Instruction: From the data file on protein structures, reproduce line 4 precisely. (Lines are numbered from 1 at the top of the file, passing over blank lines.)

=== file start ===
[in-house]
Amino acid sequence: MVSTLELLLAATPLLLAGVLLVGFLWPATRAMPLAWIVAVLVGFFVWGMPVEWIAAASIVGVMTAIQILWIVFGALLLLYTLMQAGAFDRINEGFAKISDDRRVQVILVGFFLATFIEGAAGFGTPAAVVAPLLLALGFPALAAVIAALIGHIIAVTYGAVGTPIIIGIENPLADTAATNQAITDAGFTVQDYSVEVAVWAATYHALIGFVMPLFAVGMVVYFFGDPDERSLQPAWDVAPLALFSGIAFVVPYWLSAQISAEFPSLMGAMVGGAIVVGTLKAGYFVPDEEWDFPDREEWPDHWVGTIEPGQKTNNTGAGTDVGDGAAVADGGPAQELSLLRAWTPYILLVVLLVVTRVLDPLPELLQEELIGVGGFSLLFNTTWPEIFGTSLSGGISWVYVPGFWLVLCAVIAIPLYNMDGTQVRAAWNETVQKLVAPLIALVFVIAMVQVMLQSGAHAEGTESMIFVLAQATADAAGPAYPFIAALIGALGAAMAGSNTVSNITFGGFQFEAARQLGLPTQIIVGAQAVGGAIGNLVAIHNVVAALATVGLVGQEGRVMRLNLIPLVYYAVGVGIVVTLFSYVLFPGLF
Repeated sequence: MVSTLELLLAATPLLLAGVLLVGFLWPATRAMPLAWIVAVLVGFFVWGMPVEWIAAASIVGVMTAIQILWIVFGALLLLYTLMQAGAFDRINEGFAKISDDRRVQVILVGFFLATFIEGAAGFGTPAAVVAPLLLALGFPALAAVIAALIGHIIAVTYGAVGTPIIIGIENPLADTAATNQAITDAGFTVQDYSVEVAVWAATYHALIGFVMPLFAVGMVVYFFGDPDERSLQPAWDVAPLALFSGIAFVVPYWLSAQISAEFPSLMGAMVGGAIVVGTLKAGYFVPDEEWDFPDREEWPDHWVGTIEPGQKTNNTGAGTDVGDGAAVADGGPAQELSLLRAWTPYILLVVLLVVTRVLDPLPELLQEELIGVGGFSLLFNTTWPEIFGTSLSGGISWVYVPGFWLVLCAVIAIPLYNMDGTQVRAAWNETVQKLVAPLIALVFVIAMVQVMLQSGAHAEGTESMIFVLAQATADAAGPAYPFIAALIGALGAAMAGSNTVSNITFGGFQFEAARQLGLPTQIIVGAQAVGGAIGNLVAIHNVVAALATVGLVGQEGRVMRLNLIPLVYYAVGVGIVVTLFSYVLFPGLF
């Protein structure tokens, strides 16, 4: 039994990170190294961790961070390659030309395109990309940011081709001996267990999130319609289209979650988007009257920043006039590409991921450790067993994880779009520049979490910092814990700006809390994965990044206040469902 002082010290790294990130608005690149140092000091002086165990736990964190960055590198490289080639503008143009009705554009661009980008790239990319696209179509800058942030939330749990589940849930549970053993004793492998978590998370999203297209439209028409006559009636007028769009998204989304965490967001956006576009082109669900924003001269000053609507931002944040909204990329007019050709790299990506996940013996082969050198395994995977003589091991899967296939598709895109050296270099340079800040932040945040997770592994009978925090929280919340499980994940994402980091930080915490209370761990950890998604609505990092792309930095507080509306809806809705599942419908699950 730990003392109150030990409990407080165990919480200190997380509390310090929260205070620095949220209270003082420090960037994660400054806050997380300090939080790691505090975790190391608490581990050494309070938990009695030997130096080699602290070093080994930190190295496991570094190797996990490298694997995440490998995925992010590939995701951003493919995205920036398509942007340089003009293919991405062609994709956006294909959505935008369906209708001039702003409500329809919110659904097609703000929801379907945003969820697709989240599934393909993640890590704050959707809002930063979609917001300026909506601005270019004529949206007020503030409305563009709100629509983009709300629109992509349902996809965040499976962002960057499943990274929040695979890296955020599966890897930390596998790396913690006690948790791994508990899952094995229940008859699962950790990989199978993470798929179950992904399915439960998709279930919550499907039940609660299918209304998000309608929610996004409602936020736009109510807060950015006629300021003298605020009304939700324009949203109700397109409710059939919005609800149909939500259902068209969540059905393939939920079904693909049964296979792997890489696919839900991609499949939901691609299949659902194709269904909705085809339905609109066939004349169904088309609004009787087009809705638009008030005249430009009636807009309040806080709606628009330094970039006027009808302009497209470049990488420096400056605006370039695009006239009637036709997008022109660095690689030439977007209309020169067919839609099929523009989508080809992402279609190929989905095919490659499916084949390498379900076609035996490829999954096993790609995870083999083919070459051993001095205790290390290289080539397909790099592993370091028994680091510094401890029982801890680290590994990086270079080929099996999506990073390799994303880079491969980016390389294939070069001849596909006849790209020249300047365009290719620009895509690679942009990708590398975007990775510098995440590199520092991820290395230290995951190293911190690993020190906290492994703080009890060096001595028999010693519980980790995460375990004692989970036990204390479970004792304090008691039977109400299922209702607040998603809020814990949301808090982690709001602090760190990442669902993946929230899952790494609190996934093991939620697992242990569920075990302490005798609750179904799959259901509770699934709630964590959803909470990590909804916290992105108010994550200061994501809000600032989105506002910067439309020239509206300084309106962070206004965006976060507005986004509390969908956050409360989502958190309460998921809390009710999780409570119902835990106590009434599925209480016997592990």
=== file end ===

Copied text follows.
């Protein structure tokens, strides 16, 4: 039994990170190294961790961070390659030309395109990309940011081709001996267990999130319609289209979650988007009257920043006039590409991921450790067993994880779009520049979490910092814990700006809390994965990044206040469902 002082010290790294990130608005690149140092000091002086165990736990964190960055590198490289080639503008143009009705554009661009980008790239990319696209179509800058942030939330749990589940849930549970053993004793492998978590998370999203297209439209028409006559009636007028769009998204989304965490967001956006576009082109669900924003001269000053609507931002944040909204990329007019050709790299990506996940013996082969050198395994995977003589091991899967296939598709895109050296270099340079800040932040945040997770592994009978925090929280919340499980994940994402980091930080915490209370761990950890998604609505990092792309930095507080509306809806809705599942419908699950 730990003392109150030990409990407080165990919480200190997380509390310090929260205070620095949220209270003082420090960037994660400054806050997380300090939080790691505090975790190391608490581990050494309070938990009695030997130096080699602290070093080994930190190295496991570094190797996990490298694997995440490998995925992010590939995701951003493919995205920036398509942007340089003009293919991405062609994709956006294909959505935008369906209708001039702003409500329809919110659904097609703000929801379907945003969820697709989240599934393909993640890590704050959707809002930063979609917001300026909506601005270019004529949206007020503030409305563009709100629509983009709300629109992509349902996809965040499976962002960057499943990274929040695979890296955020599966890897930390596998790396913690006690948790791994508990899952094995229940008859699962950790990989199978993470798929179950992904399915439960998709279930919550499907039940609660299918209304998000309608929610996004409602936020736009109510807060950015006629300021003298605020009304939700324009949203109700397109409710059939919005609800149909939500259902068209969540059905393939939920079904693909049964296979792997890489696919839900991609499949939901691609299949659902194709269904909705085809339905609109066939004349169904088309609004009787087009809705638009008030005249430009009636807009309040806080709606628009330094970039006027009808302009497209470049990488420096400056605006370039695009006239009637036709997008022109660095690689030439977007209309020169067919839609099929523009989508080809992402279609190929989905095919490659499916084949390498379900076609035996490829999954096993790609995870083999083919070459051993001095205790290390290289080539397909790099592993370091028994680091510094401890029982801890680290590994990086270079080929099996999506990073390799994303880079491969980016390389294939070069001849596909006849790209020249300047365009290719620009895509690679942009990708590398975007990775510098995440590199520092991820290395230290995951190293911190690993020190906290492994703080009890060096001595028999010693519980980790995460375990004692989970036990204390479970004792304090008691039977109400299922209702607040998603809020814990949301808090982690709001602090760190990442669902993946929230899952790494609190996934093991939620697992242990569920075990302490005798609750179904799959259901509770699934709630964590959803909470990590909804916290992105108010994550200061994501809000600032989105506002910067439309020239509206300084309106962070206004965006976060507005986004509390969908956050409360989502958190309460998921809390009710999780409570119902835990106590009434599925209480016997592990």